Basic fatigue management guidelines for sleep
Whether you are an owner, driver or transport business, a fatigue management course is the best way to meet your Chain of Responsibility and Fatigue Management requirements. Basic fatigue management will equip you with useful information to help you both professionally and personally. As a professional driver, you will be at your best, most alert and safest when working during the morning, the late afternoon and the early evening. You will be at your worst performance level between 1am and 6 am when the body clock turns your body actions and alertness levels down.
Drivers who got less than 6 hours sleep in 24 hours experienced 4 times as many dangerous situations while they were driving. Getting enough quality sleep is essential to your safety; and you should aim to get 7 ½ continuous hours of sleep where possible.
Transport delivery schedules must take sleep breaks into account as part of. The trip plan or schedule must include adequate time for 7 hours sleep and time for the driver’s other essential activities.
If you are driving and getting little or no sleep at night, you are going to have to make up for it during the day. During the day, your body clock will turn your alertness up resulting in a poorer quality of sleep.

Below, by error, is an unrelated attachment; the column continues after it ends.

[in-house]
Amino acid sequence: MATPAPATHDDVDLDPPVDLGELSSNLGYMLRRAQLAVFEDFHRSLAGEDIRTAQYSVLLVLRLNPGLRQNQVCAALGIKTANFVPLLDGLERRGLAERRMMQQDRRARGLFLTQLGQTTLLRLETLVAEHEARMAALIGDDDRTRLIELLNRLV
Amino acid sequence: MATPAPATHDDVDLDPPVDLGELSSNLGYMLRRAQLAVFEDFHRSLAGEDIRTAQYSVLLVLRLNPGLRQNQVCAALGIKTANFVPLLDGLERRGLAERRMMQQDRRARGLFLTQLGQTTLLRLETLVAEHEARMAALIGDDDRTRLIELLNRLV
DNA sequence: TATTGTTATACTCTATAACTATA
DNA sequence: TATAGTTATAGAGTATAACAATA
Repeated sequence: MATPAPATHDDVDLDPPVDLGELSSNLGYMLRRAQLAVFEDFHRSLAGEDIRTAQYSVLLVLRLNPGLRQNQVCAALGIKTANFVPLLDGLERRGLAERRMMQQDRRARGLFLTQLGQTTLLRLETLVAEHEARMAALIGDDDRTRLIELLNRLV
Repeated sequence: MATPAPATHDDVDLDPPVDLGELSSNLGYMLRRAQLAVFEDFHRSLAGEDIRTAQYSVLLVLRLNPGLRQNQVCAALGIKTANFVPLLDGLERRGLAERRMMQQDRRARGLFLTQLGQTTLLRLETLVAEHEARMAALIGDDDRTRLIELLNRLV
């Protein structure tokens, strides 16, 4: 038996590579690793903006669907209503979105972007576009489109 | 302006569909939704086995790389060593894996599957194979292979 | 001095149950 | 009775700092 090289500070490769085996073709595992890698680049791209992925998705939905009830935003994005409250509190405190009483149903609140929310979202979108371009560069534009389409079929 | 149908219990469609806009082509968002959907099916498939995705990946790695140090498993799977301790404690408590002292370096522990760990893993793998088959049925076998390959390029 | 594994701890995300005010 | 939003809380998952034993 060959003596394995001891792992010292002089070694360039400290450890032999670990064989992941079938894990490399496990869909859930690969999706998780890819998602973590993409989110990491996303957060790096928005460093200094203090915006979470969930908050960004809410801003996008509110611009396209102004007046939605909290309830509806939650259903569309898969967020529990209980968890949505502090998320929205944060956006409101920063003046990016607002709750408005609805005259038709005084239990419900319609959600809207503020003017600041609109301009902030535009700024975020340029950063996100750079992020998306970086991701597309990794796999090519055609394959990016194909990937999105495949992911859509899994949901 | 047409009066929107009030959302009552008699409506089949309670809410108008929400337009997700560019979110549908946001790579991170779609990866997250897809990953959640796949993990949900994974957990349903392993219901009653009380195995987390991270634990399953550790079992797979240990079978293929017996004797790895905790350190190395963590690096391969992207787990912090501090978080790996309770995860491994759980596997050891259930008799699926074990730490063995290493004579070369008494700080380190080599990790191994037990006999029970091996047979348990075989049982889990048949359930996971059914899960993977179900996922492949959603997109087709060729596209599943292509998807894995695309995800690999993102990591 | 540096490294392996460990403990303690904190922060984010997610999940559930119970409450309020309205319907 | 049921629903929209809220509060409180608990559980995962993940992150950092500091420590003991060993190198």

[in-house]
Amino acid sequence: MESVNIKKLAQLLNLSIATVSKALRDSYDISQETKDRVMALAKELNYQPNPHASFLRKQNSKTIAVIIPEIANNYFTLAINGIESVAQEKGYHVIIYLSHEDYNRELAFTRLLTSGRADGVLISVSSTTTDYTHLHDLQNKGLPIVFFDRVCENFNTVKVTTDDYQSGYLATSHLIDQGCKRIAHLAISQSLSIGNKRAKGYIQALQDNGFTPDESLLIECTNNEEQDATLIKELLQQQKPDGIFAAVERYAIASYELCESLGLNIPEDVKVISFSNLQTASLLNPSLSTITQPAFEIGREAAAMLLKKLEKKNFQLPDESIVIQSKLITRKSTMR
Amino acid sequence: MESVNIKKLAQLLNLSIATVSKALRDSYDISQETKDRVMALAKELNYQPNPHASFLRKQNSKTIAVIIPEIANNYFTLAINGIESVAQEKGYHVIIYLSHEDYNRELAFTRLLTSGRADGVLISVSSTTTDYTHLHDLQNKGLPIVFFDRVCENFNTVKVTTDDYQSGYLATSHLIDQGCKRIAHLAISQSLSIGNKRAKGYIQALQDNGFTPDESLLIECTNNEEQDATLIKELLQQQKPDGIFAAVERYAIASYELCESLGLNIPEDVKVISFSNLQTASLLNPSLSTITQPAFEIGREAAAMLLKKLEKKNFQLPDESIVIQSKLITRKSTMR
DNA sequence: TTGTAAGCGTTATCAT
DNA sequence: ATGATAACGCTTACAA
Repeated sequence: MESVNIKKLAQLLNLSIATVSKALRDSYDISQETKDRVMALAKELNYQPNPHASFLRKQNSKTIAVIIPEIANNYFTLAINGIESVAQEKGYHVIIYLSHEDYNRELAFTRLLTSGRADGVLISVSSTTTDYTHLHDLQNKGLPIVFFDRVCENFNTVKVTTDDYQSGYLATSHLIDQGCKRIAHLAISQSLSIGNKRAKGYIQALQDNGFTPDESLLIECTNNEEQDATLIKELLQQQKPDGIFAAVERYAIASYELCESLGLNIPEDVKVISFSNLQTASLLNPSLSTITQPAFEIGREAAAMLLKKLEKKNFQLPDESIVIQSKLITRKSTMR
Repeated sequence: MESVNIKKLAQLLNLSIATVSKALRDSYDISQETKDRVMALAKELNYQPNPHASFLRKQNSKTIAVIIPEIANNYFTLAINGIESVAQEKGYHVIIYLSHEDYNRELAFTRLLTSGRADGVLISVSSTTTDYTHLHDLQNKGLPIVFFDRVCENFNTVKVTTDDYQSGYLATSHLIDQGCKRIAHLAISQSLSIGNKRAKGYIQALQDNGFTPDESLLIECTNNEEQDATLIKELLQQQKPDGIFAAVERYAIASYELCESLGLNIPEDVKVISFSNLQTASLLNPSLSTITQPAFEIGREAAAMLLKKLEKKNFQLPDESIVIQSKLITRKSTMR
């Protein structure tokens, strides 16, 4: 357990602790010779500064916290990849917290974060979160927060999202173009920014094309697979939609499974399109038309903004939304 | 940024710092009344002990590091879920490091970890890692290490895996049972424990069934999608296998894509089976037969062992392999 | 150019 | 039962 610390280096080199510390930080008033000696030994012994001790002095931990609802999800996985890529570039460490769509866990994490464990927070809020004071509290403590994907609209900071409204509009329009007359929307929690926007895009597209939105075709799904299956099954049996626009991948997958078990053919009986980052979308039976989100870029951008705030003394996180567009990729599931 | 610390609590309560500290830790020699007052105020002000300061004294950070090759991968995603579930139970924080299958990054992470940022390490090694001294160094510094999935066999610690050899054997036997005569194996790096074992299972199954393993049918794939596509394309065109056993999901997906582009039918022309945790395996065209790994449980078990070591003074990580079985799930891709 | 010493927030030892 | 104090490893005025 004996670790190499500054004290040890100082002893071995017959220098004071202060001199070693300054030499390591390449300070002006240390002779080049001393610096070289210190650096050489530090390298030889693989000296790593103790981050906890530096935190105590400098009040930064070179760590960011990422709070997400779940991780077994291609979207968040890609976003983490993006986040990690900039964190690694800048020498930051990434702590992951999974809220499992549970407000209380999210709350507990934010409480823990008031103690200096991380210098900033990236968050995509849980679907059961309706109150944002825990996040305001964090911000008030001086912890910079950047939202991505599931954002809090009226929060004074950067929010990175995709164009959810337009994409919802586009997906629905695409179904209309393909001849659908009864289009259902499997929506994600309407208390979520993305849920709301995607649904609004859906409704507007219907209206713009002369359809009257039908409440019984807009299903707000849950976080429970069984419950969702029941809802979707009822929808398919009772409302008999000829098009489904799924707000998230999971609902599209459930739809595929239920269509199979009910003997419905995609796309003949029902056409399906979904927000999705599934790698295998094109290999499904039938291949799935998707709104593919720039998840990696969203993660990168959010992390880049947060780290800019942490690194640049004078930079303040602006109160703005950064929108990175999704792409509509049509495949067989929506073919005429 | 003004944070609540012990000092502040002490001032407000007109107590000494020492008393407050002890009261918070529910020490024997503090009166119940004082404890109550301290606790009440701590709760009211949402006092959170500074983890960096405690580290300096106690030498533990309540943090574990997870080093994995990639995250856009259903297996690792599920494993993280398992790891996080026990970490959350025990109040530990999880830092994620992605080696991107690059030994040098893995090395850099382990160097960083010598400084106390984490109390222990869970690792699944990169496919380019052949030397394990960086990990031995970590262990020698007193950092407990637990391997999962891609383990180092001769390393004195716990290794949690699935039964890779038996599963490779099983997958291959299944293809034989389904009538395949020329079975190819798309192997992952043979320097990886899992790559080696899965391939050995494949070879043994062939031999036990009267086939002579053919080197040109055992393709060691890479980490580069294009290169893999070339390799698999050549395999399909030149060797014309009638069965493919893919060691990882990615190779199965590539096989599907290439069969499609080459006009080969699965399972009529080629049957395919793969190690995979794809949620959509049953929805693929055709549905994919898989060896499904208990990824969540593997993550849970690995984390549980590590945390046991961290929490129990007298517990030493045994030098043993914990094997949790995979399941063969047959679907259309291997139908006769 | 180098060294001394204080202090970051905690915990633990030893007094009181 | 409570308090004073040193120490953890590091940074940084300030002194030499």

Try to get as much sleep as possible at night, and take another nap during the afternoon siesta period if necessary to improve your level of sleep.
Taking naps at every opportunity can helps to compensate for those nights when you don’t get enough sleep. Remember naps are not a substitute for 7 ½ hours of continuous sleep at night.
To get a good benefit from a nap you will need to achieve a period of 15 to 20 minutes duration. A longer nap period of 30 to 40 minutes is even better when possible. In some instances a 5 minute nap is of benefit although not really long enough.
If you get less than 7 ½ hours sleep each night you will build up a ‘sleep debt’. Each day you go with less than 7 ½ hours sleep, the more fatigued you will be and the more unsafe you will become on the highway.
Take every opportunity available on your days off to have a good long night of sleep. Before your next long trip ensure that you have fully repaid your “sleep debt” from the previous trip or trips.
SLEEP TIPS AT HOME
If you have trouble getting good quality sleep, here are some tips:
- Try to setup your bedroom at home or wherever you sleep to be as comfortable as possible, so that you can sleep better.
- Find the best room temperature to get to sleep. It is most likely to be between 18 and 22°C and can be achieved by an air conditioner.
- Turn down the volume of the ring tone on your phone or turn it off. Wear earplugs to reduce noise and ask the family to be extra quiet when you are sleeping.
- Hang extra thick curtains over the windows to reduce light coming into your room and wear eye shades or patches as another strategy.
There may be other things that you can do which is unique to your sleep patterns or sleeping environment. Online fatigue management courses are probably the best way to complete your fatigue management training.
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